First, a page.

Overtime Pay Rulemaking
On Wednesday, the Department of Labor (DOL) proposed an overtime pay rule that would raise the salary threshold for salaried workers to automatically qualify for overtime compensation. According to the Department of Labor, the proposed rule would guarantee overtime pay for most salaried workers earning less than about $55,000 per year, extending overtime protections for 3.6 million Americans.
Specifically, DOL is proposing an increase of the minimum salary threshold for overtime eligibility under the Fair Labor Standards Act to $1,059 per week, or $55,068 per year. The proposed threshold would mark an increase from the current level of $35,568 per year — set by the Trump administration in 2019 — and exceeds the $47,476 level proposed by the Obama administration in 2016.
Once published in the Federal Register, the proposal will be subject to a 60-day public comment period.
Waters of the U.S. Rule
Earlier this week, the Environmental Protection Agency released its much-anticipated final rule defining Waters of the United States (WOTUS) following the Supreme Court’s decision in Sackett v. EPA.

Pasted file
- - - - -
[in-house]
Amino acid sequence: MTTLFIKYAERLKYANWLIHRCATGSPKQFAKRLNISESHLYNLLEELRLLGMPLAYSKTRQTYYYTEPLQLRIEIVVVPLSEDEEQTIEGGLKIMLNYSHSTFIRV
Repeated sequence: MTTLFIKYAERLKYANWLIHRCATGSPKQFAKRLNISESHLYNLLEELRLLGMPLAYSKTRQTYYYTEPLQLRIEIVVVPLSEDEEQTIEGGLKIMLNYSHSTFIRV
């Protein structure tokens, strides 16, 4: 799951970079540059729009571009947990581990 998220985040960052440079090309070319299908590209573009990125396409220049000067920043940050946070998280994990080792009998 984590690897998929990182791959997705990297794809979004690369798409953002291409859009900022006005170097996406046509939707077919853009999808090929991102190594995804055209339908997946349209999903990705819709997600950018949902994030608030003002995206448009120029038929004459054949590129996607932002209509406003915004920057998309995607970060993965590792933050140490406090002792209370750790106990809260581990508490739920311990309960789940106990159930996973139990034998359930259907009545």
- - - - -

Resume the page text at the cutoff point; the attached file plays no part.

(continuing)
This is an upstream issue for ABMA members as it affects forest landowners that supply the marketplace with lumber. EPA’s interpretation of WOTUS has been an ongoing issue for years as it has created uncertainty about where timber harvesting can occur and where it may not. In extreme interpretations of WOTUS, even areas of a property that are wet only certain times of the year are considered a jurisdictional water and subject to federal water quality standards—meaning any harvesting activity near these areas would be curtailed. EPA’s action is helpful in that it removes references to the “significant nexus” test from the rule along with water bodies, primarily wetlands, that do not have a continuous surface connection to rivers, streams, lakes, and other significant water bodies that plainly fall under the EPA’s regulatory jurisdiction under the Clean Water Act.
EPA did not address ongoing ambiguity regarding the “relatively permanent” test used to determine whether water bodies are permanent enough to fall under EPA’s jurisdiction. That ambiguity, coupled with the agency’s determination that it did not require public comment on its changes to the definition, will likely be further litigated. The bottom line though is that this final rule is generally positive for forest landowners. We will keep you apprised of developments on this issue.